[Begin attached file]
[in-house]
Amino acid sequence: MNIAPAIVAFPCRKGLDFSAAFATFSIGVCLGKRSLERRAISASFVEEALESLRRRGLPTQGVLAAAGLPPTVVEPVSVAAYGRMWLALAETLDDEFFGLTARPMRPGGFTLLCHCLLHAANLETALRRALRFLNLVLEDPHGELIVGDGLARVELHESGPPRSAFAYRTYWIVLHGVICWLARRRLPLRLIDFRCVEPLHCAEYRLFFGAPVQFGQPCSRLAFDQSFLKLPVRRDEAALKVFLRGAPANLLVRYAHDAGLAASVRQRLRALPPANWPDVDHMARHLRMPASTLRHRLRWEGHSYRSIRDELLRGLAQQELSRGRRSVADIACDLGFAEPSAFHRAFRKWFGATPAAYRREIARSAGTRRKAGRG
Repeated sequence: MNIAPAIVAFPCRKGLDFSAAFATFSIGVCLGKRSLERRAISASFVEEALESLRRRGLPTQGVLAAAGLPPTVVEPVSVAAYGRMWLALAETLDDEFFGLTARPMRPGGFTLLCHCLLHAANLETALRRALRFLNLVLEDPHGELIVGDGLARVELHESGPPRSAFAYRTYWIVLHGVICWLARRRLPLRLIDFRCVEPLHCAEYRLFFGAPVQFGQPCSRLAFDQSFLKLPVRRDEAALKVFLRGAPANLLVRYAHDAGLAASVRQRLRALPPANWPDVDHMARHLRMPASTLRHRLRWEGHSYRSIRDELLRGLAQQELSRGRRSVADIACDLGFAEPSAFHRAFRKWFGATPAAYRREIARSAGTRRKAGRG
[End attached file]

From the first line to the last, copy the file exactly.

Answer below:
[in-house]
Amino acid sequence: MNIAPAIVAFPCRKGLDFSAAFATFSIGVCLGKRSLERRAISASFVEEALESLRRRGLPTQGVLAAAGLPPTVVEPVSVAAYGRMWLALAETLDDEFFGLTARPMRPGGFTLLCHCLLHAANLETALRRALRFLNLVLEDPHGELIVGDGLARVELHESGPPRSAFAYRTYWIVLHGVICWLARRRLPLRLIDFRCVEPLHCAEYRLFFGAPVQFGQPCSRLAFDQSFLKLPVRRDEAALKVFLRGAPANLLVRYAHDAGLAASVRQRLRALPPANWPDVDHMARHLRMPASTLRHRLRWEGHSYRSIRDELLRGLAQQELSRGRRSVADIACDLGFAEPSAFHRAFRKWFGATPAAYRREIARSAGTRRKAGRG
Repeated sequence: MNIAPAIVAFPCRKGLDFSAAFATFSIGVCLGKRSLERRAISASFVEEALESLRRRGLPTQGVLAAAGLPPTVVEPVSVAAYGRMWLALAETLDDEFFGLTARPMRPGGFTLLCHCLLHAANLETALRRALRFLNLVLEDPHGELIVGDGLARVELHESGPPRSAFAYRTYWIVLHGVICWLARRRLPLRLIDFRCVEPLHCAEYRLFFGAPVQFGQPCSRLAFDQSFLKLPVRRDEAALKVFLRGAPANLLVRYAHDAGLAASVRQRLRALPPANWPDVDHMARHLRMPASTLRHRLRWEGHSYRSIRDELLRGLAQQELSRGRRSVADIACDLGFAEPSAFHRAFRKWFGATPAAYRREIARSAGTRRKAGRG